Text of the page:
Pima County is spreading a recent state reduction in vaccine allocations throughout the county, but getting the shots into arms is ahead of schedule, with 15 percent of the county population vaccinated.
Chief Medical Officer Dr. Francisco Garcia said Tuesday that Pima County remains ahead of County Administrator Chuck Huckelberry's goal of vaccinating 100,000 people per month for the first three months of 2021.
"In fact, we started to make plans for vaccinating another 100,000 people per month for the subsequent three months," Garcia said. "If we do that, if we are able to hit those kinds of benchmarks, we will get to a very robust level of community immunity. At this point, we are actually ahead of schedule."
In addition to the county's immunization infrastructure and federal program partners, Garcia pointed to more than 60 other potential vaccinators.
"I call them vaccinators in waiting," he said. "These are entities that have already been prequalified by the state as being able to receive vaccine, that have the right storage, the right kind of procedures to be able to receive vaccines from the state and to put them into people's arms."
But the vaccinators can't get to work until more doses become available.
There were some gains in grocery store vaccinators like Fry's and Safeway.
"Since the retail pharmacy program began dispensing, there have been 666 vaccines delivered out of Fry's and 274 delivered out of Safeway," Garcia said. "So, not 1,000 yet. But it's starting to be significant because, remember, this has only been around for two weeks."
The county is also looking at increased demand as it opened registration to people 70 years and older on Monday. Until now, people 65 to 74 years old were in Phase 1B1d, which prioritized those 75 and older and protective service and education workers.
Garcia anticipates the county will open registration to people 65 to 69 years old in about two weeks.
"That group, 65-74, are actually a fairly large group – it's about 130,000, 120,000 individuals," he said.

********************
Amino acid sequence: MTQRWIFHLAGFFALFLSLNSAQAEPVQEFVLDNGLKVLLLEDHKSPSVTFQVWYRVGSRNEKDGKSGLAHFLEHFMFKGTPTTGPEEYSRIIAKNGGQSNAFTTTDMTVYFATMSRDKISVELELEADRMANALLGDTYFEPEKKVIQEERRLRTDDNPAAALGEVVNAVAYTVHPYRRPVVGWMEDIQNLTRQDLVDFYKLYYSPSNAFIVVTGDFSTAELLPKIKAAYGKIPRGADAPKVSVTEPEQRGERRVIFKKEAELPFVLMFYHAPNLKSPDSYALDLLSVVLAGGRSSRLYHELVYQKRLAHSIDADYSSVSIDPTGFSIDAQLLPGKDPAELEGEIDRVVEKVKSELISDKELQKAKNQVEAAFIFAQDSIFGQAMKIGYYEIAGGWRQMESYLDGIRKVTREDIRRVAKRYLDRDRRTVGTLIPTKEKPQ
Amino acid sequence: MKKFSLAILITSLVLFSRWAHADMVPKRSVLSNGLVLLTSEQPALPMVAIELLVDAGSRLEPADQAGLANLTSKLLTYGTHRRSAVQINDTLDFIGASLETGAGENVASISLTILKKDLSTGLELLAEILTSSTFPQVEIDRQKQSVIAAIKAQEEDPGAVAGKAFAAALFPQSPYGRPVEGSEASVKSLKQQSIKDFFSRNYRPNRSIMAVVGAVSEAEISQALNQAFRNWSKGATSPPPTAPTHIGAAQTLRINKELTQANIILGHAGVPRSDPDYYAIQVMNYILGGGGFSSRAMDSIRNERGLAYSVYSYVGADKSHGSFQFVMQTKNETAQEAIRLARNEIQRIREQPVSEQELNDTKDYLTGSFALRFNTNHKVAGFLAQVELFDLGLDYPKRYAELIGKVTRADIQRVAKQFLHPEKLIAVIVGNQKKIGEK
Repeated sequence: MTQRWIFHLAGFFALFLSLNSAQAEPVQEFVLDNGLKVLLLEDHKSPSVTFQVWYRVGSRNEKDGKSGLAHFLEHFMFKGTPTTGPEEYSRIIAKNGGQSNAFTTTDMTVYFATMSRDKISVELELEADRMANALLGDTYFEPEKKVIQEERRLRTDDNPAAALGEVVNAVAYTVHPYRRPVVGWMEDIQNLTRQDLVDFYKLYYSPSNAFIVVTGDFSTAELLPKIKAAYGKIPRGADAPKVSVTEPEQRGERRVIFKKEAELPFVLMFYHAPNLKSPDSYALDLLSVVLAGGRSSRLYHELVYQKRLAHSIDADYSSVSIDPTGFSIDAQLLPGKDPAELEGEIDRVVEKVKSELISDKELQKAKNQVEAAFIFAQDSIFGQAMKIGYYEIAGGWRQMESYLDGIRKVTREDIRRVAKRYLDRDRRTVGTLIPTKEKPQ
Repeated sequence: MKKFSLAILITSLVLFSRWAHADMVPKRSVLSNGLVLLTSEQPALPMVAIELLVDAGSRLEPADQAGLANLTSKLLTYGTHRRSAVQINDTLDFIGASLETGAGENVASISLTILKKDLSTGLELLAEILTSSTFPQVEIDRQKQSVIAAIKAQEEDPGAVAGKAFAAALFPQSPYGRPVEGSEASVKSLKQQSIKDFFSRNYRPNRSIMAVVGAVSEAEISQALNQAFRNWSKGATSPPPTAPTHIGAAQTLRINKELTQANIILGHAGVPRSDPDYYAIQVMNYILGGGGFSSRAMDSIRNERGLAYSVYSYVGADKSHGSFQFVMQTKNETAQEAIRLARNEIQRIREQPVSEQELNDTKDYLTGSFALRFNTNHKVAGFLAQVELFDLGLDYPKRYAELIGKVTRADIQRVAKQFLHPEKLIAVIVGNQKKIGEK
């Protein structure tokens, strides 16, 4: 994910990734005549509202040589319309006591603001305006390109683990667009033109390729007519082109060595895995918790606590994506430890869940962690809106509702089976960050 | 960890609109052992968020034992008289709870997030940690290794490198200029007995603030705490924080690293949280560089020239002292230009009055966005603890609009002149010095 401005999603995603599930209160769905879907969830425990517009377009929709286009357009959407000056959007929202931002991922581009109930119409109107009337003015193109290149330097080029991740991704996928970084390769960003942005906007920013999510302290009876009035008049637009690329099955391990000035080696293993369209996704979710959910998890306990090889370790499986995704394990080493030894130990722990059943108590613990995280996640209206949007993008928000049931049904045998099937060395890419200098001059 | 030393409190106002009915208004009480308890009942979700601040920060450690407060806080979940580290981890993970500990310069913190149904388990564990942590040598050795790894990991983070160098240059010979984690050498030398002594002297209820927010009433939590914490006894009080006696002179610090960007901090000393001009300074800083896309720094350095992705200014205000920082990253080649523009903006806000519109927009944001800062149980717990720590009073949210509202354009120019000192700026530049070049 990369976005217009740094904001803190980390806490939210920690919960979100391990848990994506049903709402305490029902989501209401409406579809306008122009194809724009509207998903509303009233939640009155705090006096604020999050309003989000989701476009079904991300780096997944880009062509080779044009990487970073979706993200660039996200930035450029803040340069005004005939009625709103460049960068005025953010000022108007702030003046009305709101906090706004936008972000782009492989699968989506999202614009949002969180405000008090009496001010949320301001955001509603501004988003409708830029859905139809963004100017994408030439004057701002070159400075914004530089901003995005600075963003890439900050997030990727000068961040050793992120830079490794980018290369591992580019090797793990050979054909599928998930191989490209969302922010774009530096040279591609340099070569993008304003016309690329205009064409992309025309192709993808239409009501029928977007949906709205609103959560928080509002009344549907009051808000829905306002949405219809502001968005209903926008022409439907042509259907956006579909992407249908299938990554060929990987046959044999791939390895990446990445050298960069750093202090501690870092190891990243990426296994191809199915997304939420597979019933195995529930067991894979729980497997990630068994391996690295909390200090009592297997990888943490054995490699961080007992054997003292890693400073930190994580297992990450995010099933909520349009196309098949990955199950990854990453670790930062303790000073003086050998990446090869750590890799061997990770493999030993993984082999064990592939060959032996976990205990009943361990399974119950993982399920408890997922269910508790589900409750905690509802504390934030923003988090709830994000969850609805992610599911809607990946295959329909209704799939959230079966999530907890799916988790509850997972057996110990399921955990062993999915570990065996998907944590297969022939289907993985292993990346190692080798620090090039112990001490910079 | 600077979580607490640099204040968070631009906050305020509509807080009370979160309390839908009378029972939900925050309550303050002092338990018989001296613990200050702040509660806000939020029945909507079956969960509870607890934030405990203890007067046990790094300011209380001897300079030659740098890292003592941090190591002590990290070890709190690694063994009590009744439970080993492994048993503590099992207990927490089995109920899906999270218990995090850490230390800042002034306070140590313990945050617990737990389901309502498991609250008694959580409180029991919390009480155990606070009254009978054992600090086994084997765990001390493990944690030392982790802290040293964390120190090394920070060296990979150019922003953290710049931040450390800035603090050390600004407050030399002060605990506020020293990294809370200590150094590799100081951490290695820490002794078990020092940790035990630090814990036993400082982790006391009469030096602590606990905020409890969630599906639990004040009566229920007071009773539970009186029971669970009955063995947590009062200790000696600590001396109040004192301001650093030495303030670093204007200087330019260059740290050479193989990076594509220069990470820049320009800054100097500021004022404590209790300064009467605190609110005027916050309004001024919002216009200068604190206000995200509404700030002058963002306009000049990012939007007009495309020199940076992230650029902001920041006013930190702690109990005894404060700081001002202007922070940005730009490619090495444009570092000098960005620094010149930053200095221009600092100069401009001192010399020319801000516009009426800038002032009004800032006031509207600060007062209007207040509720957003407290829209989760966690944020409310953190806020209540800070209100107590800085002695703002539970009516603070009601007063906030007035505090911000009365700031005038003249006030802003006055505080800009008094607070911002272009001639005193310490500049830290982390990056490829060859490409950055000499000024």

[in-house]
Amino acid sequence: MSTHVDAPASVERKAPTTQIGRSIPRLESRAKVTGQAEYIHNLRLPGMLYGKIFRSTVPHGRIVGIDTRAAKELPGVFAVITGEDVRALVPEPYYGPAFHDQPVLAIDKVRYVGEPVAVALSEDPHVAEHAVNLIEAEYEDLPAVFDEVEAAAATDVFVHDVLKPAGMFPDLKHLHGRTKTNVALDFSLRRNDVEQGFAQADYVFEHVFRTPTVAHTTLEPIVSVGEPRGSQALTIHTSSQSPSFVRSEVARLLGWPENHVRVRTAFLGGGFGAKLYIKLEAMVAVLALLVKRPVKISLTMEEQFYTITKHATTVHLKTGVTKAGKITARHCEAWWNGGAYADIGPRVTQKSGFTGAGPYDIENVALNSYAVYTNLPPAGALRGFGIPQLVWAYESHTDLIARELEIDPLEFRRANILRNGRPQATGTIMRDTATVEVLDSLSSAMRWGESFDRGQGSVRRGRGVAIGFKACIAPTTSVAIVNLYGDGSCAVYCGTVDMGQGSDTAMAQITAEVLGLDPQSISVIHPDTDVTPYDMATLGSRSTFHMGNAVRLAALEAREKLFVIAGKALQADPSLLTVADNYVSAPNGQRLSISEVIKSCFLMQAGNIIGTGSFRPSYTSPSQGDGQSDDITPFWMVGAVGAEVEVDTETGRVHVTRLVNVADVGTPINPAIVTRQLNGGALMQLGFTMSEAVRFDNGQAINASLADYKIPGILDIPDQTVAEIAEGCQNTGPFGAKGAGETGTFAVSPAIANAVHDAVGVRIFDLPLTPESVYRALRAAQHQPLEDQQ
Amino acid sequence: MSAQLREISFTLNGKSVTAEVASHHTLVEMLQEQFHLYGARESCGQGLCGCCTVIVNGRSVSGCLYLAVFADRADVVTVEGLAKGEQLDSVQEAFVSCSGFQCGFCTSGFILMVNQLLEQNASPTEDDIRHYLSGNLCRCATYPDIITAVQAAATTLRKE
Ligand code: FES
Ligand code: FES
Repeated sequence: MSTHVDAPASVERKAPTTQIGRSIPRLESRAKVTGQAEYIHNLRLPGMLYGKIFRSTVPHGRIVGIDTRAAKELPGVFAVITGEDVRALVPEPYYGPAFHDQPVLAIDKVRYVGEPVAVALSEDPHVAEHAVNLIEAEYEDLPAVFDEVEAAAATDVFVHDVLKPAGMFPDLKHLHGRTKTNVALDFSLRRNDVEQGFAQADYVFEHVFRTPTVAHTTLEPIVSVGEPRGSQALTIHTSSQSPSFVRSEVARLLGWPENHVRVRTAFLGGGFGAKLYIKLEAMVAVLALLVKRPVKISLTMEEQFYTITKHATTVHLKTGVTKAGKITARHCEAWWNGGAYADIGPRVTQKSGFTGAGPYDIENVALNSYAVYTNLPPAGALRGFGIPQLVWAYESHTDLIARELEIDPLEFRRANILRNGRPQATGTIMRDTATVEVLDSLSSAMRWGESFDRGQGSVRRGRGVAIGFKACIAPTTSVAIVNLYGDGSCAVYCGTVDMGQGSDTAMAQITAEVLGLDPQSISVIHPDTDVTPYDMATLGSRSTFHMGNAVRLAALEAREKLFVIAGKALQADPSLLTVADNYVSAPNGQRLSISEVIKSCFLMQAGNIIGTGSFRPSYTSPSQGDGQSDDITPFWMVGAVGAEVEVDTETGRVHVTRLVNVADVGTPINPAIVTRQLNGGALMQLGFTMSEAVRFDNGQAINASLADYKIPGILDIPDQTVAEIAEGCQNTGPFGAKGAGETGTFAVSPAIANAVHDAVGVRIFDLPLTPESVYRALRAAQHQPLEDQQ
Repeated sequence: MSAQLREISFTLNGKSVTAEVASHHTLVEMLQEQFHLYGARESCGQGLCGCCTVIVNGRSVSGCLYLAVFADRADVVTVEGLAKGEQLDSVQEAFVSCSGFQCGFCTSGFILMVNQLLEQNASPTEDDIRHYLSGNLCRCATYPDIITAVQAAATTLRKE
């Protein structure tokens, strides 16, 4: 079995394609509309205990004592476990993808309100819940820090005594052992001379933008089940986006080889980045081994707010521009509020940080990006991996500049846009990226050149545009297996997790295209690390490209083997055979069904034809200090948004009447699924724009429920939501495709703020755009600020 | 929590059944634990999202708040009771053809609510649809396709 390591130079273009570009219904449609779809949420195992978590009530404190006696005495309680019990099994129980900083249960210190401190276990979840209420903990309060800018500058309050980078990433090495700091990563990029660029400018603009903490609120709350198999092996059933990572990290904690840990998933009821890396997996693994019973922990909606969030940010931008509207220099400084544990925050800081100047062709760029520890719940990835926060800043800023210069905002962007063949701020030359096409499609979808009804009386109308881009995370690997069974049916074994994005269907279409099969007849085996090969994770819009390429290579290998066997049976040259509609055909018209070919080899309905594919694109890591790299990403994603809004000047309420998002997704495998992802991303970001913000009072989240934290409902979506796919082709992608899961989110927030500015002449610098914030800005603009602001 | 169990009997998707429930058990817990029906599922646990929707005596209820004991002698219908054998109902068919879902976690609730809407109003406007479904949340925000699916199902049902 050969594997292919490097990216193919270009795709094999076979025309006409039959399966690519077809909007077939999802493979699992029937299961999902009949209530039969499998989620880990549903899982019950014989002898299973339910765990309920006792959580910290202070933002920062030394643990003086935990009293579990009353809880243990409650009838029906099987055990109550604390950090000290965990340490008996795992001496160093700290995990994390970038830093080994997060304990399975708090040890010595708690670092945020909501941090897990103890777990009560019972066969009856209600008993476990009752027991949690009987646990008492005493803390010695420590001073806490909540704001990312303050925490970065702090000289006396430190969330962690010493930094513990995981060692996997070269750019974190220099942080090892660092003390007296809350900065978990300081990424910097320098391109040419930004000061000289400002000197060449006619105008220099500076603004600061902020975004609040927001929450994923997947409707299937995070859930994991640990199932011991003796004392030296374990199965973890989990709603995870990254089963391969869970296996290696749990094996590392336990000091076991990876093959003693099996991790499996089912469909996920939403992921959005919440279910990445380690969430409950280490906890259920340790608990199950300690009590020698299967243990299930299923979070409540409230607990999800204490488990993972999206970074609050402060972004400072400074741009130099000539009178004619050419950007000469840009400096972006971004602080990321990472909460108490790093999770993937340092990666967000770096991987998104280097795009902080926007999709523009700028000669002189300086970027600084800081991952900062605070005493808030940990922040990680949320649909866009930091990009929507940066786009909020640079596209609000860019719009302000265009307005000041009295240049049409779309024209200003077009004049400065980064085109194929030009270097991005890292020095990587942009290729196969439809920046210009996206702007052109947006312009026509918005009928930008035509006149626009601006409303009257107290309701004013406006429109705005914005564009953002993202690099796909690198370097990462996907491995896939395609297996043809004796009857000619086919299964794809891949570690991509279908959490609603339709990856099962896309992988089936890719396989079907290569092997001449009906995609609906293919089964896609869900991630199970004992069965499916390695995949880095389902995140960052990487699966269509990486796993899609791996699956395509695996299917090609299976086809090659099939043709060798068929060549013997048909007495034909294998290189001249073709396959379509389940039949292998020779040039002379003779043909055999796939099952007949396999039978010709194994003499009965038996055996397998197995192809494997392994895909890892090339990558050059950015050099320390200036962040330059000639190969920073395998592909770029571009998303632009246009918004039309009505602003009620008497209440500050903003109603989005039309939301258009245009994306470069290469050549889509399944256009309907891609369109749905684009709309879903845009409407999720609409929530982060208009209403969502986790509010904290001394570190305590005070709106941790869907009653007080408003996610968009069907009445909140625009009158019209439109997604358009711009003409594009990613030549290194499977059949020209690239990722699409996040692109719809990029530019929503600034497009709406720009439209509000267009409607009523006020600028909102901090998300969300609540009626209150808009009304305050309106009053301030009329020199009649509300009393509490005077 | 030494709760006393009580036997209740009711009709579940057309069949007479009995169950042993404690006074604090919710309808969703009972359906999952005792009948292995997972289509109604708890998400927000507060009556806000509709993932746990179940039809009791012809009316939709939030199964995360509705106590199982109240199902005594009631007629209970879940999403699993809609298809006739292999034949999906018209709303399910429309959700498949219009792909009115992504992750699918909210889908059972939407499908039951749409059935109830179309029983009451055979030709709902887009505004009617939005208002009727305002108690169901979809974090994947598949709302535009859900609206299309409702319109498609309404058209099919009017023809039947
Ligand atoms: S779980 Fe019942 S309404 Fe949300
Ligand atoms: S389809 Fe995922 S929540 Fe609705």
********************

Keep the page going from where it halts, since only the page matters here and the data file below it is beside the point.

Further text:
Opening registration to the more than 120,000 people could have crashed the county's data systems and strained vaccination PODs (point of dispensing), Garcia said.
"Right now, approximately 38 percent of the folks we have vaccinated so far are in that 70-plus age group," Garcia said. "Those age groups are only about 14 percent of the total population. Yet right now, they represent nearly (40) percent of people we have vaccinated. So, I think we're making good progress."
While Garcia acknowledged case and hospitalization counts are improving, he cautioned focusing on the declining numbers since there have been peaks and lulls in the past.
The Arizona Department of Health Services reported 1,724 new cases in Pima County on Jan. 4; a month later on Feb. 4 that was 333. ADHS also reported 62 percent of statewide adult ICU beds used by COVID-19 patients on Jan. 4; that fell to 51 percent Feb. 4.
As for the dearth of shots, relief might be on the way.
On Tuesday, the White House announced a 28 percent increase in weekly vaccine shipments to states, tribes and territories from 8.6 million to 11 million doses. The White House also plans to ramp up shipments to federally approved community health centers, with 1 million – 500,000 first and 500,000 second – doses going to 250 locations.
As Pima County's registration opens up to people 70 and older, it is reminding people the assistance line is not for registering over the phone.
People 70 and older can now register online – www.pima.gov/covid19vaccineregistration – for the coronavirus vaccine.
The county also has an assistance line – 520-222-0119 – to help people navigate the website or get more information.
On Monday, a county spokesman said the registration assistance line would not register people.
"Instead, their information will be taken down and given to the Health Department, which will then contact them and assist them with registration for appointments," the spokesman said.
The county discourages people from unnecessarily seeking registration assistance in an attempt to circumvent the online queue.
"They get in the same line as everyone else so there is no advantage to dishonesty," the spokesman said. "We rely on everyone to be on their honor and only ask for registration help if they truly don't have internet, a computer or email."